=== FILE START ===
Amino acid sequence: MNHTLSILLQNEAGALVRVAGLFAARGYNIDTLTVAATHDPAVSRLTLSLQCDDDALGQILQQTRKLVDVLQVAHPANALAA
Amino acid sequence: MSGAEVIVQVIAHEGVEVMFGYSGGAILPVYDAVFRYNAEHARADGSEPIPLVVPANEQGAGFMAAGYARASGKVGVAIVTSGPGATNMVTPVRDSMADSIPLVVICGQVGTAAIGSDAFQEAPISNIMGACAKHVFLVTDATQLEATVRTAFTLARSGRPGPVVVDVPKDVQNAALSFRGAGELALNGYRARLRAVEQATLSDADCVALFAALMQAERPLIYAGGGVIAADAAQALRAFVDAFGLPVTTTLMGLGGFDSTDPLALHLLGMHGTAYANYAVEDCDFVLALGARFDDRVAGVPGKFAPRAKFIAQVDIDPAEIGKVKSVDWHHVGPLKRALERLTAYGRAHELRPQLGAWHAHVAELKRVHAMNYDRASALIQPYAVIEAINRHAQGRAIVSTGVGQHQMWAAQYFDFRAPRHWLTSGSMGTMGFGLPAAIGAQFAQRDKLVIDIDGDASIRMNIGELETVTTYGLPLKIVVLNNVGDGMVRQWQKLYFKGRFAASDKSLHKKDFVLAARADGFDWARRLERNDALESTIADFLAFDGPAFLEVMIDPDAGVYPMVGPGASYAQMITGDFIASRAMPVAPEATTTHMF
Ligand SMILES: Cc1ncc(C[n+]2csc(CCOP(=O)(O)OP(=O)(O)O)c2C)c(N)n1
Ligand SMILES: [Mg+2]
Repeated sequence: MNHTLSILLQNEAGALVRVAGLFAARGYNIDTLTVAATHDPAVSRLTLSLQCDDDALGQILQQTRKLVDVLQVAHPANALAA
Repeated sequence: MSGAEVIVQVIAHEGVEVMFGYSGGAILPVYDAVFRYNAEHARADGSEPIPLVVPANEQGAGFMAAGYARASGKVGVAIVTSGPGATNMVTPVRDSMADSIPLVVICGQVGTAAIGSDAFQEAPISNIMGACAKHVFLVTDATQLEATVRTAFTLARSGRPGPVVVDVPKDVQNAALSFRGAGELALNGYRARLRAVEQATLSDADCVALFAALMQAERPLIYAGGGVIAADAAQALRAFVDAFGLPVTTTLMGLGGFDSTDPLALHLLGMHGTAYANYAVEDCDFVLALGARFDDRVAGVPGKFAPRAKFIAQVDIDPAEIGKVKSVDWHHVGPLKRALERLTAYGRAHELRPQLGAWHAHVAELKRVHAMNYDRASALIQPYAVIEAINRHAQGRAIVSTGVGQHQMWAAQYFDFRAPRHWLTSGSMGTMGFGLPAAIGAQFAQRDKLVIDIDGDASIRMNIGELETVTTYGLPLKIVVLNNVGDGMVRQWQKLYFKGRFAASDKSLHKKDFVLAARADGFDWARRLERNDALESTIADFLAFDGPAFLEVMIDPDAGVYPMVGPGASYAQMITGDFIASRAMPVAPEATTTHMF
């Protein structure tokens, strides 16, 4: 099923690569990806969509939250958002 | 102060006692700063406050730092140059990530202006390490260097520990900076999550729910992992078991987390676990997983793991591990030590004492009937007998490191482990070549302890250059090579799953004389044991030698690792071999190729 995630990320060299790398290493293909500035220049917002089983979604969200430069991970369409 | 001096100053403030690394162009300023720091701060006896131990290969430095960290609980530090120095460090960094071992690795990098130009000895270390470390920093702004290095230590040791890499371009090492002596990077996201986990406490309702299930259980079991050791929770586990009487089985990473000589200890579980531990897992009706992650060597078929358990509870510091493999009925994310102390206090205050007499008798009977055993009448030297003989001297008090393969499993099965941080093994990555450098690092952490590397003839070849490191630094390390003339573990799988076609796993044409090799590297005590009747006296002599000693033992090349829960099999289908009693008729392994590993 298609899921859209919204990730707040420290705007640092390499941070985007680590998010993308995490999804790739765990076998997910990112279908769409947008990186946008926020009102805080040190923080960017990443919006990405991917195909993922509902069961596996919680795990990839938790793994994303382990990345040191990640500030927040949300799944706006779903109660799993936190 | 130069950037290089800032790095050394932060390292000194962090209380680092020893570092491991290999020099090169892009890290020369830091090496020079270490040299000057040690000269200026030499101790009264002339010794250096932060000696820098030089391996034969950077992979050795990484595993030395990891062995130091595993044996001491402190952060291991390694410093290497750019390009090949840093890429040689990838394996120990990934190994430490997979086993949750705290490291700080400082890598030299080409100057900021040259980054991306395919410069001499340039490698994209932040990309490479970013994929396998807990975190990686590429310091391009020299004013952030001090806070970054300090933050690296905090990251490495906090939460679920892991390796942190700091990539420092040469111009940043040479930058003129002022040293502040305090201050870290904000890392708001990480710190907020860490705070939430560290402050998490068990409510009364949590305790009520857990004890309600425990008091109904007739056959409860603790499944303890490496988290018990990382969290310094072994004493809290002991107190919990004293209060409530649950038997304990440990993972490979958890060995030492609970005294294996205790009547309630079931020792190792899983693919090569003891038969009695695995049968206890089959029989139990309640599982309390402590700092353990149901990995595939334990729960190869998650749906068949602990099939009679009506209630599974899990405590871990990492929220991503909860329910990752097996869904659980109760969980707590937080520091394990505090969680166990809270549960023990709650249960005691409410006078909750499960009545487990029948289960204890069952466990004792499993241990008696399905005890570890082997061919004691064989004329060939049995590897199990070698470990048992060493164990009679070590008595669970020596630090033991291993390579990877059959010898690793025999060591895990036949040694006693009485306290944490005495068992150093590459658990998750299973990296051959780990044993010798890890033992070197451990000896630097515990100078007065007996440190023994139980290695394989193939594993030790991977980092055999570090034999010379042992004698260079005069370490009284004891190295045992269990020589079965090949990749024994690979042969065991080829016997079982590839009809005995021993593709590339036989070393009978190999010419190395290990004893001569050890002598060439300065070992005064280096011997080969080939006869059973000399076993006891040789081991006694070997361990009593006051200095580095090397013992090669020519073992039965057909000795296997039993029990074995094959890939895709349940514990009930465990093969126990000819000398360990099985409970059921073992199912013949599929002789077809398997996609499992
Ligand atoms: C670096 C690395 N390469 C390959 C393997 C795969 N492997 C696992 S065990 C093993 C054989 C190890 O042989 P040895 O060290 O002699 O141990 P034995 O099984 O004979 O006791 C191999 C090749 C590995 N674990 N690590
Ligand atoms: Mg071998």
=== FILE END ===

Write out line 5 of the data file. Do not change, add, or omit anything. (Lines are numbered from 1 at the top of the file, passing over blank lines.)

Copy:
Repeated sequence: MNHTLSILLQNEAGALVRVAGLFAARGYNIDTLTVAATHDPAVSRLTLSLQCDDDALGQILQQTRKLVDVLQVAHPANALAA